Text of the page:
• UM/UIM coverage. This is insurance for which you pay that provides additional coverage when the at-fault driver either doesn’t have insurance or lacks enough insurance to fully cover the cost of your damages.
  • Dram shop liability. Florida has a limited dram shop liability statute in F.S. 768.125. It states those who sell or furnish alcoholic beverages to another won’t be liable for injury or damage caused by or resulting form intoxication of that person UNLESS the drunk driver was under 21 or known by third party defendant to be habitually addicted to any or all alcoholic beverages.

There could be other causes of action too, but it will be case specific, which is why input from an experienced drunk driving accident attorney in Orlando is imperative.  Continue reading →

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Most are familiar with the concept of hiding assets in the midst of a divorce. We don’t often hear about hidden assets in personal injury lawsuits, but that’s because the majority of defendants aren’t independently wealthy. Mostly, claims for injury as a result of DUI or other negligence behind the wheel is covered by auto insurance companies. That’s not to say individuals can’t legally be held personally liable for damages over and above that amount, but it often makes little sense to pursue it when defendant has few assets anyway. car accident lawyer

However, debts for personal injury caused while driving under the influence is not dischargeable under U.S. Bankruptcy Code Section 523(a)(9). That means if a court has ordered defendant to pay plaintiff a sum in compensation for DUI injuries, that debt can’t simply be wiped clean by bankruptcy, as so many other debts can be. Still, collecting this compensation directly from a drunk driving defendant can be a challenge.

In a recent Palm Beach County DUI lawsuit, an 82-year-old Uber driver killed in a September crash, and defendant’s insurer now accuses defendant of hiding assets to avoid paying insurance claims benefiting the family’s estate.  Continue reading →

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Prevention of drunk driving doesn’t begin and end with the driver. More than 40 states have statutory provisions that give those injured or survivors of those killed in DUI accidents the right to pursue damage claims against licensed establishments (i.e., bars, restaurants, liquor stores) for serving alcohol to individuals who cause serious injury or death as a result of their intoxication. These are called dram shop laws.dram shop liability

However, there are varying strengths to these statutes. Florida, for instance, has a relatively weak dram shop law in F.S. 768.125. The law only allows liability claims in cases wherein the licensed establishment served to an individual was under the lawful drinking age of 21 and in cases where the establishment knowingly serves a person habitually addicted to alcohol. While it can be fairly easy to establish a case against a vendor that served alcohol to a minor, it can be tougher to prove staffers knew or should have known a person was an alcoholic and served them anyway. That doesn’t mean they aren’t worth pursuing.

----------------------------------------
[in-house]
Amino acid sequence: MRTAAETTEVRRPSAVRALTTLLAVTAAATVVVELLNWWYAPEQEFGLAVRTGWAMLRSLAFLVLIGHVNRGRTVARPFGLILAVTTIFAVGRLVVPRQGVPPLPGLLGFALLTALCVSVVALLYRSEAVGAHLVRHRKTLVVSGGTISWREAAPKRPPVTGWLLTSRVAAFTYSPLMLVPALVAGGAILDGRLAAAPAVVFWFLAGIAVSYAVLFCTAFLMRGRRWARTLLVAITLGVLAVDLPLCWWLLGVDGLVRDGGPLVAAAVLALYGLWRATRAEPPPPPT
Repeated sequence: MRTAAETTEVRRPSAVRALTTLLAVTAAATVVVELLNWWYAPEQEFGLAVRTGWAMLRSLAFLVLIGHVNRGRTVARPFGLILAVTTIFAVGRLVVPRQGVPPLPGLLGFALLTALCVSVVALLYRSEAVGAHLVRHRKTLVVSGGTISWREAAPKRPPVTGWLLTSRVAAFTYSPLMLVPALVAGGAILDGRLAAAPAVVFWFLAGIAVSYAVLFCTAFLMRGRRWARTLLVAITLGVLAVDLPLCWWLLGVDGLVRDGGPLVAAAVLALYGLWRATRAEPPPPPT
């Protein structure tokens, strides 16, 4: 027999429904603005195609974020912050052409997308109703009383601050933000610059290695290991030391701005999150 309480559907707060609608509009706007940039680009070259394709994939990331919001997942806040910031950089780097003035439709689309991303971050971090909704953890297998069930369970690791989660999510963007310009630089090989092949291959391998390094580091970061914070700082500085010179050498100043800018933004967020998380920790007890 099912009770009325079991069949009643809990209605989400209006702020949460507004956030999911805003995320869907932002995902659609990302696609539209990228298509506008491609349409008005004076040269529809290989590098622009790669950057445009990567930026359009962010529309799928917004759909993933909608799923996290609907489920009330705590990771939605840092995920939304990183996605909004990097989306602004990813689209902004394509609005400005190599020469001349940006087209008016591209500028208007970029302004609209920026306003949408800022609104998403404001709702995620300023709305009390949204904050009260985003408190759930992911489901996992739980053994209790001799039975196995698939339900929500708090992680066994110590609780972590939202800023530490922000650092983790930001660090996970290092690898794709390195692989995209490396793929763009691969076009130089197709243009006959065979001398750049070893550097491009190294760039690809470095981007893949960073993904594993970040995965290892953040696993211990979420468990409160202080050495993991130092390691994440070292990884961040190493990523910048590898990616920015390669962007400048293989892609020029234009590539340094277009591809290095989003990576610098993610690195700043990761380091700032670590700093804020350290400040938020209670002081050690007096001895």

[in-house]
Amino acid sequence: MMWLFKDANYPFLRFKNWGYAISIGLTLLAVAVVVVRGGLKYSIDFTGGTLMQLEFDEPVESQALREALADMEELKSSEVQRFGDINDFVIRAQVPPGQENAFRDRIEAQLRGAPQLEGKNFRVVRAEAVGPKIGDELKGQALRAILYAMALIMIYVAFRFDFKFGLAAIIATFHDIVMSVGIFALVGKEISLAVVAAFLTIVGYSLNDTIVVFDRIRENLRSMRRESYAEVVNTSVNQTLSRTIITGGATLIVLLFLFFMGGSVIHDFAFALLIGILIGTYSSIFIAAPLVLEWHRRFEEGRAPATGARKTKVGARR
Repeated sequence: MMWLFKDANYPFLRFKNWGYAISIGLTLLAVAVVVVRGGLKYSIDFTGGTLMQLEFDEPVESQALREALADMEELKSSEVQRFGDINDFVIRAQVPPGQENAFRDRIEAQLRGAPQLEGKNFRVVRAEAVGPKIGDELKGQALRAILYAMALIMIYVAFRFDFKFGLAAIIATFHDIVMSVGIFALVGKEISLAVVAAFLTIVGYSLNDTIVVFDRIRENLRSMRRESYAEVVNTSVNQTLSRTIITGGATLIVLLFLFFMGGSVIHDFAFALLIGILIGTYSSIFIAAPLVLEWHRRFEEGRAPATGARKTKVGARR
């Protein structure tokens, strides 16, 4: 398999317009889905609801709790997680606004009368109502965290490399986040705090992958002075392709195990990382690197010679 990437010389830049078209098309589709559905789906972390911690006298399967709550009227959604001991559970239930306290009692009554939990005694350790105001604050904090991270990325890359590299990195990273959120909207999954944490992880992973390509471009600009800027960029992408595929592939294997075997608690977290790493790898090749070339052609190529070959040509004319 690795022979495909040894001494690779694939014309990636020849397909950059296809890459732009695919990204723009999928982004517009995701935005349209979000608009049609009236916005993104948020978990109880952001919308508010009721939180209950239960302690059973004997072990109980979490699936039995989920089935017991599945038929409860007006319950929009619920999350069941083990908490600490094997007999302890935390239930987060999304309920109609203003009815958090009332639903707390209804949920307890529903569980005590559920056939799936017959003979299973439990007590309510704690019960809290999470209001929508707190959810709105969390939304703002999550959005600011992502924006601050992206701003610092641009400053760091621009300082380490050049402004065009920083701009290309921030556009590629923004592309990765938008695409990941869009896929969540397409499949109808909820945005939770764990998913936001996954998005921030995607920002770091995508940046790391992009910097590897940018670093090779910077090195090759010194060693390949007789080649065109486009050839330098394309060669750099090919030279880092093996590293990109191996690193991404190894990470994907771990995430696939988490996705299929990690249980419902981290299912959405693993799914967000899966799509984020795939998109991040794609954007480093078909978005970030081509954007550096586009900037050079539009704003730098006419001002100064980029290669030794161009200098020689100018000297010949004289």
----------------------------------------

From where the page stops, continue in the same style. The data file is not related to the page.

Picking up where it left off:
Earlier this year, the parents of a former star high school football player who died at age 36 in a drunk driving accident in October filed a dram shop lawsuit against the bar their son went to often. According to the Tampa Bay Times, plaintiffs say their son was at the bar so often, employees there were aware he was an alcoholic, but served him anyway.  Continue reading →

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It’s well known that smoking or otherwise consuming marijuana before getting behind the wheel dramatically increases the likelihood of a car accident – even when the dose in question is small. However, proving marijuana impairment is much more difficult than proving intoxication by alcohol. That’s because marijuana remains in one’s system for much longer than alcohol. The effects may have long worn off, but traces of the drug remain days or even weeks after consumption. car accident lawyer

Although some states have a legal limit allowable, scientists and medical experts mostly agree these limits are arbitrary, and aren’t necessarily the most accurate markers for determining impairment. Florida does not have a per se limit for drivers when it comes to marijuana.

In car accident civil injury lawsuits, that can be a double-edged sword. If it is believed defendant driver was under the influence, plaintiff attorneys will be tasked with carefully piecing together the circumstantial evidence to show impairment was a causal factor – knowing the presence of the drug in one’s bloodstream in and of itself isn’t proof positive. On the other hand, it will be tougher for defendants to assert plaintiff impairment simply by virtue of the drug’s presence in the body. If a defendant is successful, it could significantly hurt plaintiff’s case in determining both liability and damages.  Continue reading →